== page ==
Bob La Trémouille, co-editor of the Charles River White Geese Blog, posted the following to the Riverside Neighborhood Group email group about last night's Fenway Urban Ring meeting. The Urban Ring has the potential to make huge public transportation improvements for Allston, but the current configuration seems more concerned with the needs of Harvard and BU than the rest of the community.
To learn more and speak up for public transportation for the general public, please attend the meeting Wednesday, June 18, 2008 at 6:30 pm at the Honan Library. Bob's meeting report follows:
At the Fenway meeting last night, the state representatives REFUSED to discuss the Allston plans in detail.
They showed two different versions of the Allston plans which connect to Harvard Square. The Allston plans will be discussed in a meeting which they describe as being with the Allston Civic Association at Honan-Allston Library, 300 North Harvard Street, Allston.
North Harvard Street runs from Harvard Square to the Hess Station on Cambridge Street. This library is about halfway between Cambridge Street and Western Avenue.
The Longwood bus tunnel proposal was discussed at the Fenway meeting in much greater detail, primarily because of the many questions it took to get some sort of semblance of meaningful description from them.
This tunnel would seem to cost about 60% of the total Urban Ring costs. The tunnel would run 1.5 miles under ground with only one stop apparent in the entire distance, at Longwood Avenue and Louis Pasteur. At the Roxbury end, the tunnel would come up opposite the busway at Ruggles Station.
The Fenway end of the tunnel was very difficult to drag out of them. The last, most specific version was that the tunnel would run under Longwood Avenue, pass under the prep schools athletic fields and go under the Riverside line at about Longwood Station. The tunnel was specifically stated to come out of the ground at the exact point where the Green Line goes underground.
This exact "portal" location seems still hard to believe because the state is also promising to continue a small vehicle highway which is proposed to be constructed by Boston in the next year or so next to the Riverside line starting at about Longwood Station and going in toward Kenmore.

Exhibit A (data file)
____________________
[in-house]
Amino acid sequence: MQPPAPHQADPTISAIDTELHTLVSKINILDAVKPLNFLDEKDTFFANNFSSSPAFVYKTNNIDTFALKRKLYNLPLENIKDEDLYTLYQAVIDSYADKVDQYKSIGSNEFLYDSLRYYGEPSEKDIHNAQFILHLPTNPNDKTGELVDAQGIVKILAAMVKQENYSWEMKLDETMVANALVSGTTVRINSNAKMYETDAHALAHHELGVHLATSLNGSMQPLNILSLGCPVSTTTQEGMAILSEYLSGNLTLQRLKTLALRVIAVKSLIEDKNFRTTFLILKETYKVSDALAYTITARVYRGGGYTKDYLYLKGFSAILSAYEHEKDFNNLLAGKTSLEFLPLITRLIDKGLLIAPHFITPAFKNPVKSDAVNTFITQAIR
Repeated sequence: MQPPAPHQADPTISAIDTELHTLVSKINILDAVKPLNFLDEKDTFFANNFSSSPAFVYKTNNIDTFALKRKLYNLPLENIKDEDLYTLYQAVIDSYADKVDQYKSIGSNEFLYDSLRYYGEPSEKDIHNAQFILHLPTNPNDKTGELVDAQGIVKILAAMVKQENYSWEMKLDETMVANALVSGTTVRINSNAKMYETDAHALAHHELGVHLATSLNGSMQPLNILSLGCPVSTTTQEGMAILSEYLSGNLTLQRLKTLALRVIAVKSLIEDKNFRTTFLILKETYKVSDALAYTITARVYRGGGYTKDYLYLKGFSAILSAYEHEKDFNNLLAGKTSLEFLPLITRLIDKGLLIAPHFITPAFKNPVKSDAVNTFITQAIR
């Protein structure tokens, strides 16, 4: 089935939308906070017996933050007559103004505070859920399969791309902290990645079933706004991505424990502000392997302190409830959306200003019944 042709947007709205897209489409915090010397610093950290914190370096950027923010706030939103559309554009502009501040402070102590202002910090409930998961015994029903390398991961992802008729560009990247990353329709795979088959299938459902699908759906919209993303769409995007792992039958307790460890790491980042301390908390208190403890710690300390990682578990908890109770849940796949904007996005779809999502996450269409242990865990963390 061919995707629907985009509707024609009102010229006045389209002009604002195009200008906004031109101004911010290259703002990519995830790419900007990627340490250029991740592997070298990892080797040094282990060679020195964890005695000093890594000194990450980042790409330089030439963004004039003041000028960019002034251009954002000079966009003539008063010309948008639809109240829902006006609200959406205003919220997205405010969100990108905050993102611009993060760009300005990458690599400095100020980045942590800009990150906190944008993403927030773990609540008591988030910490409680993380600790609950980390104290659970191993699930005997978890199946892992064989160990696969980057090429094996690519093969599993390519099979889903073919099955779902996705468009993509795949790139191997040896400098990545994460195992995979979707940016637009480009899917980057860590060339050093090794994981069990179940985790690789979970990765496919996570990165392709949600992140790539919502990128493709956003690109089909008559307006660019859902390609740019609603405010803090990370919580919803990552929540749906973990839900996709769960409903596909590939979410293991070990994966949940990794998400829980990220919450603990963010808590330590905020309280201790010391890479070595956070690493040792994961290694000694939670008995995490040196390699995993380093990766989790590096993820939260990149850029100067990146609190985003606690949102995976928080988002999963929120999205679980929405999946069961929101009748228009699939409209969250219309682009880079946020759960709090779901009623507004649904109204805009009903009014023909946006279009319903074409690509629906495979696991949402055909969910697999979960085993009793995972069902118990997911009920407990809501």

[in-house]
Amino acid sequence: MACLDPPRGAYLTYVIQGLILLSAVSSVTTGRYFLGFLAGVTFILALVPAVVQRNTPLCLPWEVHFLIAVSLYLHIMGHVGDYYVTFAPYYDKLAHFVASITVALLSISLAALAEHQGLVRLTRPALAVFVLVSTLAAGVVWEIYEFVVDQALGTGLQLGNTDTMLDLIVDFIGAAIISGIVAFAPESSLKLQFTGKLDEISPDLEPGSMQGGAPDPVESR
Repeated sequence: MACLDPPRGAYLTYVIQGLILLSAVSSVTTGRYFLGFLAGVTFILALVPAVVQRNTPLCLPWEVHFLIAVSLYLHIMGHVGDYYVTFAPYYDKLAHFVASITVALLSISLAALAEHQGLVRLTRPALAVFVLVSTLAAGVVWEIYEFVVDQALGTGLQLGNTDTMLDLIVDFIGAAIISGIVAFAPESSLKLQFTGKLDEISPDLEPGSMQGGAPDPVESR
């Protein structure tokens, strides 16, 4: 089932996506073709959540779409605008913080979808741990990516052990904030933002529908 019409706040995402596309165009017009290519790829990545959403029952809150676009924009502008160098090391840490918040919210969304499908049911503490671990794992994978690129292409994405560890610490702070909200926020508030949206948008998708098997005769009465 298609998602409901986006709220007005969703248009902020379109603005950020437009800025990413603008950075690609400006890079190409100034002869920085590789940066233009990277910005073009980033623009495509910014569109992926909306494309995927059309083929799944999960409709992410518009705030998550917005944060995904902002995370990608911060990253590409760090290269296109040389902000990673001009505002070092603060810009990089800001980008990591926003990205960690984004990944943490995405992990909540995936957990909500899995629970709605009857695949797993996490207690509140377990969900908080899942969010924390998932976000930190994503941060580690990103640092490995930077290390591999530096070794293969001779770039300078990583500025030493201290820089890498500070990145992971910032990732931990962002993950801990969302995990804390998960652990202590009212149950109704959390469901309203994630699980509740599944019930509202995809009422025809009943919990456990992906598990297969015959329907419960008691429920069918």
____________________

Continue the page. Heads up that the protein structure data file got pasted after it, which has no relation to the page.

Space is extremely tight where they are talking about the two "portals." It seems reasonable to assume that the Longwood tunnel "portal" would be on the Kenmore side of the Green Line "portal" to allow the small vehicle highway room to coexist. But, as I said, it was exist.
The 47 and CT-2 buses (along the the various other supposed "transit" routes would be rerouted to this tunnel. The buses would follow the Mass. Pike on Mountfort Street, which parallels the pike on the far side from Boston University. Mountfort Street is currently one way west bound between Park Drive and Beacon Streets. Mountfort Street would be made two way for buses only to connect straight-ahead to Yawkey Station through the existing parking lot south of Beacon Street. The buses would loop to Yawkey Station and go onto a new roadway between the buildings toward Brookline Ave. and the buildings toward Beacon Street, to the tunnel.
The Cambridge Inner Belt proposal is shown as a two lane highway coming over the rail bridge under the BU Bridge to a "Cambridgeport" stop which seems to be at the location proposed for that stop on the Urban Ring BU Bridge crossing. At this point, the new highway would be moved onto Albany Street.
The highway structure would be widened with another small vehicle highway. So the Inner Belt is extended quite a bit. When the tracks get to Main Street, you can see the Binney Connector which is the other end of the Inner Belt.